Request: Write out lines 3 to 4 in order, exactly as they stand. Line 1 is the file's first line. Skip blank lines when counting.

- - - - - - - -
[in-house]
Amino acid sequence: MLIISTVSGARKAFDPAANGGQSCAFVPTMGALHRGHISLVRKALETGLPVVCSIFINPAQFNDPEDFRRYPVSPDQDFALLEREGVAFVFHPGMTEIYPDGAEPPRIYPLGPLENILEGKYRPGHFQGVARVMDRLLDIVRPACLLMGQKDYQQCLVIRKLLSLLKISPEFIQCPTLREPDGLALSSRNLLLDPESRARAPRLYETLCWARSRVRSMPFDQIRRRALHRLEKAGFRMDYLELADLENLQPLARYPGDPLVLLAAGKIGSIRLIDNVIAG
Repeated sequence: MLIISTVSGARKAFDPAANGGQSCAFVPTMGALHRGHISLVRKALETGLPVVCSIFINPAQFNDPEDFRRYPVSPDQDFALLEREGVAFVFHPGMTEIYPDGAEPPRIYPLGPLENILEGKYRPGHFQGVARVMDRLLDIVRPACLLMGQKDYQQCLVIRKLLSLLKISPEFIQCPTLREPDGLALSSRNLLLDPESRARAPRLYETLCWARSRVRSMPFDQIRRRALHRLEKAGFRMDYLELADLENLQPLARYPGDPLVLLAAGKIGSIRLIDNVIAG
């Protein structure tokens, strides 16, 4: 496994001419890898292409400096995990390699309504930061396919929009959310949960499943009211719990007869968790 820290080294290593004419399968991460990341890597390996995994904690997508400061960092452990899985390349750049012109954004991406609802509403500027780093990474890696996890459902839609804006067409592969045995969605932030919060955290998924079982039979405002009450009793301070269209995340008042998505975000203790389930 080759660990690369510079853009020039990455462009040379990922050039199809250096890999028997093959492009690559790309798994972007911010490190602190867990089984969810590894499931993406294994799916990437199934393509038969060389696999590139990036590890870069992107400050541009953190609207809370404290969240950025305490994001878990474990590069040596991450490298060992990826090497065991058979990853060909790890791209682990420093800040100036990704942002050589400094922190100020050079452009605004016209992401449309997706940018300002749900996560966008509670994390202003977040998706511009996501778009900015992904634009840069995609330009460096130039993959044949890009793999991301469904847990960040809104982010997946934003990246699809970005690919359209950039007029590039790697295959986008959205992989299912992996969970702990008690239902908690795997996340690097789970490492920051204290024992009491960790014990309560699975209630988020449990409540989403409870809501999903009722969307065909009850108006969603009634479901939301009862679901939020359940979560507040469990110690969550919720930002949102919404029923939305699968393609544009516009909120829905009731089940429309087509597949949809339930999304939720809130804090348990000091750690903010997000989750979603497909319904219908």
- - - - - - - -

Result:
Repeated sequence: MLIISTVSGARKAFDPAANGGQSCAFVPTMGALHRGHISLVRKALETGLPVVCSIFINPAQFNDPEDFRRYPVSPDQDFALLEREGVAFVFHPGMTEIYPDGAEPPRIYPLGPLENILEGKYRPGHFQGVARVMDRLLDIVRPACLLMGQKDYQQCLVIRKLLSLLKISPEFIQCPTLREPDGLALSSRNLLLDPESRARAPRLYETLCWARSRVRSMPFDQIRRRALHRLEKAGFRMDYLELADLENLQPLARYPGDPLVLLAAGKIGSIRLIDNVIAG
């Protein structure tokens, strides 16, 4: 496994001419890898292409400096995990390699309504930061396919929009959310949960499943009211719990007869968790 820290080294290593004419399968991460990341890597390996995994904690997508400061960092452990899985390349750049012109954004991406609802509403500027780093990474890696996890459902839609804006067409592969045995969605932030919060955290998924079982039979405002009450009793301070269209995340008042998505975000203790389930 080759660990690369510079853009020039990455462009040379990922050039199809250096890999028997093959492009690559790309798994972007911010490190602190867990089984969810590894499931993406294994799916990437199934393509038969060389696999590139990036590890870069992107400050541009953190609207809370404290969240950025305490994001878990474990590069040596991450490298060992990826090497065991058979990853060909790890791209682990420093800040100036990704942002050589400094922190100020050079452009605004016209992401449309997706940018300002749900996560966008509670994390202003977040998706511009996501778009900015992904634009840069995609330009460096130039993959044949890009793999991301469904847990960040809104982010997946934003990246699809970005690919359209950039007029590039790697295959986008959205992989299912992996969970702990008690239902908690795997996340690097789970490492920051204290024992009491960790014990309560699975209630988020449990409540989403409870809501999903009722969307065909009850108006969603009634479901939301009862679901939020359940979560507040469990110690969550919720930002949102919404029923939305699968393609544009516009909120829905009731089940429309087509597949949809339930999304939720809130804090348990000091750690903010997000989750979603497909319904219908």